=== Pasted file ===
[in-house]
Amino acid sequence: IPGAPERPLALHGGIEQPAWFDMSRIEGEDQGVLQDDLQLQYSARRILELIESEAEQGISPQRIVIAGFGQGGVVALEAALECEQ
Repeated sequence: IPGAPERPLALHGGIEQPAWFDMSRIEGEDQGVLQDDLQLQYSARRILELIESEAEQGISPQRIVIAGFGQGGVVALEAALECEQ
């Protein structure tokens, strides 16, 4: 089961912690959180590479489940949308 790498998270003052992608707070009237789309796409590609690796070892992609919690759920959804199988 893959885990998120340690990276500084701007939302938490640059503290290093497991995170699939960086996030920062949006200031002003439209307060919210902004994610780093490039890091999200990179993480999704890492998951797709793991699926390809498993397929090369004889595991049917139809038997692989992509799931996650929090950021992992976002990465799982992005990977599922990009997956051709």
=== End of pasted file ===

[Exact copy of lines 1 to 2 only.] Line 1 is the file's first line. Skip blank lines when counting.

[in-house]
Amino acid sequence: IPGAPERPLALHGGIEQPAWFDMSRIEGEDQGVLQDDLQLQYSARRILELIESEAEQGISPQRIVIAGFGQGGVVALEAALECEQ